Dr Cheong Koon Hean, CEO of the Housing and Development Board (2010–Present) was the Institute of Policy Studies' 5th S R Nathan Fellow for the Study of Singapore. This book contains edited versions of the three IPS-Nathan Lectures she gave between March and April 2018, and highlights of her dialogue with the audience.
Climate change, an ageing population, anti-globalisation sentiments the world over, technological disruption, and social media all pose unique problems and opportunities to cities. Dr Cheong examines how cities deal with their urban challenges to create a better life for their citizens. In particular, what are the considerations needed to plan and develop Singapore in the face of rapid change and uncertainty, given our constraints as a small city-state with an open economy?
The IPS-Nathan Lectures series was launched in 2014 as part of the S R Nathan Fellowship for the Study of Singapore. The S R Nathan Fellow delivers a series of lectures during their term to advance public understanding and discussion of issues of critical national interest.
Contents: ForewordAbout the ModeratorsLecture I: What Makes A City Successful? Lessons from Inspiring CitiesLecture II: Anticipating Our Urban Future: Trends, Threats and TransformationLecture III: Shaping The Future of Heartland Living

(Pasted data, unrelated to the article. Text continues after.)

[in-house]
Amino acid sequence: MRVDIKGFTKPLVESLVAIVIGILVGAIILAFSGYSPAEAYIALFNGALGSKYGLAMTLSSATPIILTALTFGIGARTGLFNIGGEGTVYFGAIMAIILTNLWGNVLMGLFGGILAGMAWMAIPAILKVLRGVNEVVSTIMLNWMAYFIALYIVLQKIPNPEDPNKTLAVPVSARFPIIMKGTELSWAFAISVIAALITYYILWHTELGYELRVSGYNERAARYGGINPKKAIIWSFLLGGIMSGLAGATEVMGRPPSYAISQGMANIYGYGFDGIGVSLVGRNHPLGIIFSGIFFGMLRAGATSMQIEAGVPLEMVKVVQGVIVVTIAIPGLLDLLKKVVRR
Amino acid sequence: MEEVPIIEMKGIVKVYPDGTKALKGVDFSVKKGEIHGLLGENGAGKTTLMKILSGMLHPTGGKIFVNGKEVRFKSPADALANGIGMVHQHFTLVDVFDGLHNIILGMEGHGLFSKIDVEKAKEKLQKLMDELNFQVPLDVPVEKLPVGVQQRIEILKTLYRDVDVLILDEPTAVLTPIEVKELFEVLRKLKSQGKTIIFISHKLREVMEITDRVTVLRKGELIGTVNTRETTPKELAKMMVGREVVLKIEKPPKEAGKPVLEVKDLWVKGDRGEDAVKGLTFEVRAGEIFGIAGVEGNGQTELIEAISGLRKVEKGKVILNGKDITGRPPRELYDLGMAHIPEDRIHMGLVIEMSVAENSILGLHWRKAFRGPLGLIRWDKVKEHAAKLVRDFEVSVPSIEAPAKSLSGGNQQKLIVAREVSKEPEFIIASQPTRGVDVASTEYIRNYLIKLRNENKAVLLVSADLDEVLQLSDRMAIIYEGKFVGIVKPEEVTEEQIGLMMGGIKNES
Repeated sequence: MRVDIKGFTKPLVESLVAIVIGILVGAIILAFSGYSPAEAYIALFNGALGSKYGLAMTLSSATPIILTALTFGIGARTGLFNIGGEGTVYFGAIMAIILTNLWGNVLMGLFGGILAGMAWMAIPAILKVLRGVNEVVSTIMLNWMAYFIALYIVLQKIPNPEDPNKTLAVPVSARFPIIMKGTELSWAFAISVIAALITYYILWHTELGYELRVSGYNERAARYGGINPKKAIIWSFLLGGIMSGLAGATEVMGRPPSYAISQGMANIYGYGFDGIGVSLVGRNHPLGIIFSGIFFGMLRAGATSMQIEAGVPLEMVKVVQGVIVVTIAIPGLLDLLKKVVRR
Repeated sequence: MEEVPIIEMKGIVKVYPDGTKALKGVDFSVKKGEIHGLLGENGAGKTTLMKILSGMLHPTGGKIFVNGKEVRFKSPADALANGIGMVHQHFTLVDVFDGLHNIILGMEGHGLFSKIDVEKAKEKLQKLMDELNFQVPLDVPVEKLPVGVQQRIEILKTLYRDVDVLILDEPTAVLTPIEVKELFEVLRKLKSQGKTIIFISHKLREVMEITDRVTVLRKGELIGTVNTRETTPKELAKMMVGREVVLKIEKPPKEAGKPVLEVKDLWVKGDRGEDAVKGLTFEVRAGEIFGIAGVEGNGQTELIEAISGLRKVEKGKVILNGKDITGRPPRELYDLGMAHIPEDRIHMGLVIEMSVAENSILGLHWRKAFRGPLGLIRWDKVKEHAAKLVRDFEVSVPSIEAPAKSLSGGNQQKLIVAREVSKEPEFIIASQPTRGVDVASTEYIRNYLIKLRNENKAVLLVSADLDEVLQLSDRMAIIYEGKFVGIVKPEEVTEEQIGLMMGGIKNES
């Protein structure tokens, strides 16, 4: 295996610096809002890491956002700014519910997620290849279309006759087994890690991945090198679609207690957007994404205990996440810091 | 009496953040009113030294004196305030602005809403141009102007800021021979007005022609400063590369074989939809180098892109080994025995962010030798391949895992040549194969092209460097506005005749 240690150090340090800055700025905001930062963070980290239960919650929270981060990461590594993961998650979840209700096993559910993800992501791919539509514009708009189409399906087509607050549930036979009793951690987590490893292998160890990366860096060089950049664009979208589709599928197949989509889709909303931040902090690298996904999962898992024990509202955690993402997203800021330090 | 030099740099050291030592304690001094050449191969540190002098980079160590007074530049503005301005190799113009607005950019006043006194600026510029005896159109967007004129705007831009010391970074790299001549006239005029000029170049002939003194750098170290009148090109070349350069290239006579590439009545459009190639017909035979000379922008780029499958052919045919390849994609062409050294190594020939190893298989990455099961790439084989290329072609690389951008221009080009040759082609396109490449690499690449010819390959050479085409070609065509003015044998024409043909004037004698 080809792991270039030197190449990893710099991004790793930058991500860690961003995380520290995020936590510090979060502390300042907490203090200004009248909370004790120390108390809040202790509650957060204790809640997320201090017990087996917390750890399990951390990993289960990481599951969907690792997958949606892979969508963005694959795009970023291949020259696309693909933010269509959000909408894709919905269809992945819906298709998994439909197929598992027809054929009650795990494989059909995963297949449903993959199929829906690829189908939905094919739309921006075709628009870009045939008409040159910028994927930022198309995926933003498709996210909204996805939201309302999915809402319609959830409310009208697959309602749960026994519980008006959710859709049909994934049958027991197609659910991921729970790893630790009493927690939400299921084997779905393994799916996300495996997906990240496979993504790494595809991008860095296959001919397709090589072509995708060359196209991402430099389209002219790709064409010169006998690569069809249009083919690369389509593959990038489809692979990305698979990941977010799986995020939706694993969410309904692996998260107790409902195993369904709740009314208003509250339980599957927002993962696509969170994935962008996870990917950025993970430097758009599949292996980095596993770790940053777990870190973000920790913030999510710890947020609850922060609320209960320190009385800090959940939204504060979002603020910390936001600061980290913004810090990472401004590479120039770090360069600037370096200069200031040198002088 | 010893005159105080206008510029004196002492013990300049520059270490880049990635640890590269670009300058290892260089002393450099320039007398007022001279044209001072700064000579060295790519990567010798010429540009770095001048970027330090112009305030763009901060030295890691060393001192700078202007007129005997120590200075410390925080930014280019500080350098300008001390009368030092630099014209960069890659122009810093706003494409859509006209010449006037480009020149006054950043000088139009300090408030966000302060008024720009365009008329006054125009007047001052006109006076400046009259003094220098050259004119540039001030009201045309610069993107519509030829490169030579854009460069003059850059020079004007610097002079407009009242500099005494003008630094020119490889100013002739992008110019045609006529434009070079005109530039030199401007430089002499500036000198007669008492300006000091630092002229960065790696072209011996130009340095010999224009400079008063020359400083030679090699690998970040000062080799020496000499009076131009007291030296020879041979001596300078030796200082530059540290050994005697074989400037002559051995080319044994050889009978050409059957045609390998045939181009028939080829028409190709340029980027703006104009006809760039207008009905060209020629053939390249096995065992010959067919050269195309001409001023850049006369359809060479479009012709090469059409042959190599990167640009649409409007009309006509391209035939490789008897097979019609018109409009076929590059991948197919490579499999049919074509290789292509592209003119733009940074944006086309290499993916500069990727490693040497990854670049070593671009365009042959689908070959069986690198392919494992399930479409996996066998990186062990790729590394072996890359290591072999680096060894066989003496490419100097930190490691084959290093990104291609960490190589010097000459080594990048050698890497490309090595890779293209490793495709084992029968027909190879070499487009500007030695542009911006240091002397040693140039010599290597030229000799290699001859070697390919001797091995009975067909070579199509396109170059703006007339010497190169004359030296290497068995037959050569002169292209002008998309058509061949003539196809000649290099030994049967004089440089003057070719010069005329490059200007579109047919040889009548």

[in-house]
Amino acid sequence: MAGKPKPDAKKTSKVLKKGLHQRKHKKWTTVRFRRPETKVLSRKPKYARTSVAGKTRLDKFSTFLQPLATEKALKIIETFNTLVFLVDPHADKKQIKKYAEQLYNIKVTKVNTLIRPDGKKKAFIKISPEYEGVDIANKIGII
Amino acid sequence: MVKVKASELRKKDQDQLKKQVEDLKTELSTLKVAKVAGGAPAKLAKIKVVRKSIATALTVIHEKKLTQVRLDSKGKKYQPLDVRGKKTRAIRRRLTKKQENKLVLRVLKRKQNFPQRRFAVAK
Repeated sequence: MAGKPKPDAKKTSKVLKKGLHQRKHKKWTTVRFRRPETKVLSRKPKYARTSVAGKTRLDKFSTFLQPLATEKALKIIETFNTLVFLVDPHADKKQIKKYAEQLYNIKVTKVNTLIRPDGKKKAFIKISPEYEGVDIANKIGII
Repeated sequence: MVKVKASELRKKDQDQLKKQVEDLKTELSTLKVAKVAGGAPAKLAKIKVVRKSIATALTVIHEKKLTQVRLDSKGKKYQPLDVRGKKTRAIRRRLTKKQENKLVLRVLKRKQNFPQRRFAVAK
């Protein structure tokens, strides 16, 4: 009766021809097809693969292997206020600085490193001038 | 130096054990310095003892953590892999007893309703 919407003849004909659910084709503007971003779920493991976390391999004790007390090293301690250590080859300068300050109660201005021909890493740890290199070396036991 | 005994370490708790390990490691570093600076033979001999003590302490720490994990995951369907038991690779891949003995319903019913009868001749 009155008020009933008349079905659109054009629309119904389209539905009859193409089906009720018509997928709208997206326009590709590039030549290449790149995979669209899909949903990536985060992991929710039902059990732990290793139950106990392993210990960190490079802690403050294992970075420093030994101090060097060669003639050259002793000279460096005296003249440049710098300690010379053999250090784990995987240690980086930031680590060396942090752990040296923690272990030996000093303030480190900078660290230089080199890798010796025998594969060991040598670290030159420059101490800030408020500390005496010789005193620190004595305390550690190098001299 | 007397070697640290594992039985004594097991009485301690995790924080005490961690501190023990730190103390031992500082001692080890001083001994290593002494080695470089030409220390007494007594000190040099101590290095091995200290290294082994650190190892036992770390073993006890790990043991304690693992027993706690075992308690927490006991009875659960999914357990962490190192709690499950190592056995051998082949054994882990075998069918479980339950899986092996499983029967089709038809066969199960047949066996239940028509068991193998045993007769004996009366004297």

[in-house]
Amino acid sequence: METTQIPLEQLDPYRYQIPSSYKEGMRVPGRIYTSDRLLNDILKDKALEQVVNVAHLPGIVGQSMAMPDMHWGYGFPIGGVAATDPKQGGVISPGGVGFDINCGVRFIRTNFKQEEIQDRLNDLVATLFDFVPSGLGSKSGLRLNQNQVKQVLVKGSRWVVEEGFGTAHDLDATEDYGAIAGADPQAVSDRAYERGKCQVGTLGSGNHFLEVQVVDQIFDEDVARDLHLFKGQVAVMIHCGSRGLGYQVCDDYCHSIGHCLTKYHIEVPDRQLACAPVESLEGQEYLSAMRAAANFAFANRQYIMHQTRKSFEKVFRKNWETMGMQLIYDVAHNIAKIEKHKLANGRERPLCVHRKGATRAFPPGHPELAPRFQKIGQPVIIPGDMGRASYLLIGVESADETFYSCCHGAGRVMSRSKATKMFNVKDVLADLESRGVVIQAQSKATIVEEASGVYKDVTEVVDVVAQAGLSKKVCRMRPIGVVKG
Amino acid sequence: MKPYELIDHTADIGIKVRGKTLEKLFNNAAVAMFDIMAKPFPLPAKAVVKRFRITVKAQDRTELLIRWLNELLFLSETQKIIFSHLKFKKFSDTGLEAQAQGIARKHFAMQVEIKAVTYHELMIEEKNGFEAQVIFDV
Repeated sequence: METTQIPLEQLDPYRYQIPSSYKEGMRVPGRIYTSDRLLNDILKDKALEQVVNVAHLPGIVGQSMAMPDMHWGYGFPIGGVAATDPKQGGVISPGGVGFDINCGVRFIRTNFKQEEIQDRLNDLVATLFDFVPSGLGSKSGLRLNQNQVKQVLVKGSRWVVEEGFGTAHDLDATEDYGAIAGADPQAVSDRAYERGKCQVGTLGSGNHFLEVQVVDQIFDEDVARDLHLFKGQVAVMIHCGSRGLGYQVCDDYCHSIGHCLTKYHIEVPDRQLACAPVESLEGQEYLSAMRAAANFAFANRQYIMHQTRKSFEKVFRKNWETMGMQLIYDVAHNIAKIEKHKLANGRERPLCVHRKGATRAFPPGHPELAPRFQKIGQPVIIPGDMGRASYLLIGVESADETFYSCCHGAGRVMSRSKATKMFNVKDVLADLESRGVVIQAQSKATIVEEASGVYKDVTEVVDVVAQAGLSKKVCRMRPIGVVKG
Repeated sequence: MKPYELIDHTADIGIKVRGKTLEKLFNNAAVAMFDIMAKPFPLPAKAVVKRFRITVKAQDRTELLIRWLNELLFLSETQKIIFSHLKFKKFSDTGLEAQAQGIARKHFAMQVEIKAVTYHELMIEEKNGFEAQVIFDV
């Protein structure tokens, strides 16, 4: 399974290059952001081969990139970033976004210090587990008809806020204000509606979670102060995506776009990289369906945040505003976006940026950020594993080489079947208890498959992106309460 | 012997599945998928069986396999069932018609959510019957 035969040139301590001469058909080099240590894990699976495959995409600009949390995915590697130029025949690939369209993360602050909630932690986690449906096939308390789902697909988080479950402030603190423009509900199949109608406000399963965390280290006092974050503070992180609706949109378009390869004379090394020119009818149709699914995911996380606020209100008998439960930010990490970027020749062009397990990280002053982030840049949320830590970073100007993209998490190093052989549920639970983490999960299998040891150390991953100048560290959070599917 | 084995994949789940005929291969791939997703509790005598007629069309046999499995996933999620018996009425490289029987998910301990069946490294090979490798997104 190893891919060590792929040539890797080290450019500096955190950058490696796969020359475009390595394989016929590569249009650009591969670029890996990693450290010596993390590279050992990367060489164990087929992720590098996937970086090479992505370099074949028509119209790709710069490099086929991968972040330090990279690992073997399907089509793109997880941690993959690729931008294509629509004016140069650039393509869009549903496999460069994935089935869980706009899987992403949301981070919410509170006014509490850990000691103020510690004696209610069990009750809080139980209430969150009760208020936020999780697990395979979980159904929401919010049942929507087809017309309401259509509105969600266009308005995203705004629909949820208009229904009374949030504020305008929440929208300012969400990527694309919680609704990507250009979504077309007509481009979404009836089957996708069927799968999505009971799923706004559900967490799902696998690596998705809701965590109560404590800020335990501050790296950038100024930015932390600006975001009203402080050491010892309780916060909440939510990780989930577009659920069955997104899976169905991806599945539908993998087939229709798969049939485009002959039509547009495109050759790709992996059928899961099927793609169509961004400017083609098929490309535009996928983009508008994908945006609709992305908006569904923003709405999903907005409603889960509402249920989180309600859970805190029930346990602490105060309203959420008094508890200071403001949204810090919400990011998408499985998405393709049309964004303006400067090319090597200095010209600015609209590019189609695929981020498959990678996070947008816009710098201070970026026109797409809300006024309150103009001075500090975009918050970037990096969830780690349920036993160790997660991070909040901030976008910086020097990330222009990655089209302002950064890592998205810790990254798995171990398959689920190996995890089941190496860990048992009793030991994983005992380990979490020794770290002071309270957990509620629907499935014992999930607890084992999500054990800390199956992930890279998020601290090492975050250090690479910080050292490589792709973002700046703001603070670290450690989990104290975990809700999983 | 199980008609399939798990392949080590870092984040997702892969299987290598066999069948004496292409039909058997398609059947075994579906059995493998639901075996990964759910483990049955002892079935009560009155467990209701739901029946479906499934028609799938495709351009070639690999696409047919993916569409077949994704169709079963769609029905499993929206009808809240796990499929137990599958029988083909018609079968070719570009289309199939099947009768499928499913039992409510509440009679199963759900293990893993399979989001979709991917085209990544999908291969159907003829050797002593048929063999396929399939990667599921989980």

Readership: General public, architects, urban planning professionals, students, researchers, diplomats, and foreign visitors interested in knowing more about the urban infrastructure of Singapore.Singapore;Cities;Urban planning;Architecture;Globalisation;HDB;Housing;Home;Technology;Future;Change;Climate Change;Governance;Public policy;Economy ;Development;Industrialisation;Leadership;Heartland ;Innovation;Citizen engagement;Quality of Life;Design ;Culture;Public Spaces;Environment;City-state0Key Features:Other than textbooks, few titles delve into the principles, practicalities and challenges of urban planning, especially in a manner that is easy to digest and unencumbered by jargon — for instance, engineering technicalities are raised but not gone into detail; the human perspective and how such innovations relate to urban-dwellers' everyday lives are instead prioritisedBooks on topics like urban planning tend to be narrow in scope, whereas this book offers a global perspective on good urban planning and provides a broad public policy context which urban planners must take into account — an ageing society, profound economic and technological changes, shifts in social norms regarding work and family, etc.There is a strong sense of empowerment and inspiration in the book, which is not common in books written by authority figures, especially in a sector that is heavily dominated by the Singapore government. Students who attended Dr Cheong's lectures had expressed interest in becoming urban planners